Earlier in November 2017, Republicans in the U.S. House of Representatives unveiled their tax reform bill. This bill, the Tax Cuts and Jobs Act, is also called, for the sake of brevity, the GOP Act. The GOP Act, if passed, would be a significant revision of the U.S. tax code.
While the GOP Act is likely to undergo revision before it is voted on, and is sure to face a fight from Democrats and other groups that oppose some of its possible effects, in its current iteration it contains provisions that could be beneficial to individuals planning to pass their wealth on to future generations. Here are some of the most important aspects of the bill, from a wealth management and estate planning perspective.
Unsurprisingly, given recent Republican tax reform proposals, the GOP ACT would repeal the estate tax and the generation-skipping transfer (GST) tax—eventually. Both taxes would be repealed completely for individuals dying after December 31, 2023. Between January 1, 2018 and that time, the basic exclusion amount would be doubled from $5 million to $10 million.
Currently, only 0.2% are subject to estate tax. If the GOP Act is signed into law, even before full repeal, the number of estates subject to the tax will be even fewer. Individuals may currently transfer $5.6 million before being subject to tax; the GOP act would double that amount before the estate tax disappeared entirely in 2024.
What about the gift tax under the GOP Act? It would remain in place, with two important modifications. For gifts made after December 31, 2023, the maximum gift tax rate would be lowered to 35 percent. In addition, the increased basic exclusion amount that applies to estate and GST taxes would continue to apply to taxable gifts in 2024 and beyond. The practical effect of these two changes is to gut the gift tax, which was intended to discourage taxpayers in higher tax brackets from transferring income-producing assets to family members or others in a lower income-tax bracket as a way to reduce income taxes.
If the bill passes, and your estate plan was drafted with an eye toward avoiding the estate tax, you will want to consult your estate planning attorney to see if your plan needs revision.
President Trump may have campaigned on a proposal to replace the GST and estate taxes with capital gains tax on certain unrealized appreciation in assets over $10 million dollars acquired from a deceased person, but this proposal didn't find its way into the GOP Act. Nor does the GOP Act propose to change the current basis adjustment for property acquired from a deceased individual.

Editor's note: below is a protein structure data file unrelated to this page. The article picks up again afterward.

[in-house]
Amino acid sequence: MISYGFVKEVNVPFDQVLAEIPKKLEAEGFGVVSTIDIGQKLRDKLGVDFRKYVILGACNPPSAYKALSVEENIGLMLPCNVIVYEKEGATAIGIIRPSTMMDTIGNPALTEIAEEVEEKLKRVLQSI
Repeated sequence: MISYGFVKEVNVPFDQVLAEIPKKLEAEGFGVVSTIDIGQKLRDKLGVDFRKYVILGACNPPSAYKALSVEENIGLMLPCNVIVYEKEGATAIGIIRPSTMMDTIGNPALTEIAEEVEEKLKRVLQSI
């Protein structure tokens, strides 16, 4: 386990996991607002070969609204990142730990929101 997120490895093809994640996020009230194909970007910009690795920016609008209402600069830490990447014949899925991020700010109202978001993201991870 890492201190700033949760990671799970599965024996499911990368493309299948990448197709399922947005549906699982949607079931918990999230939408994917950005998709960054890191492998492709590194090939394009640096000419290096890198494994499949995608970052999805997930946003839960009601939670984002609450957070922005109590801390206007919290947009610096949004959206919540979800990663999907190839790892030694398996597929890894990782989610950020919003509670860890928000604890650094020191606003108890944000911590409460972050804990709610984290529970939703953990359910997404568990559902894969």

Given the GOP Act's proposals, if the bill passes, and your estate plan was drafted with an eye toward avoiding the estate tax, you will want to consult your estate planning attorney to see if your plan needs revision.
The aspect of tax reform that has stirred the most anxiety among Americans has been the spectre of change to their retirement accounts. Currently, taxpayers may contribute up to $18,000 in pre-tax dollars to their retirement accounts. Republican members of Congress had considered capping this pre-tax contribution at $2,400, a move which might well have hampered taxpayers' ability to save for retirement. Those who were aghast at the possibility of this cap will be relieved to learn that it is not mentioned anywhere in the GOP Act.
Another previously-proposed change regarding retirement accounts involved the ability of non-spouse beneficiaries of an 401(k)/IRA to "stretch" the distributions from an inherited account over their life expectancy. The Senate Finance Committee in 2016 proposed limiting this to a five-year payout. The effect of this shortened payout period would have been to limit the tax deferral offered by the longer period, and possibly accelerating a significant income tax burden. Beneficiaries can breathe easier, as the GOP Act does not propose an abbreviated payout period.
It's highly unlikely that the GOP Act will pass into law without additional changes, but it could have significant impact for those concerned about estate tax and other tax issues related to transfer of assets. If you have concerns about how tax reform will affect your estate plan, contact your estate planning attorney, whom you can be sure is keeping a close eye on proposed changes to the law.
You may also be interested in: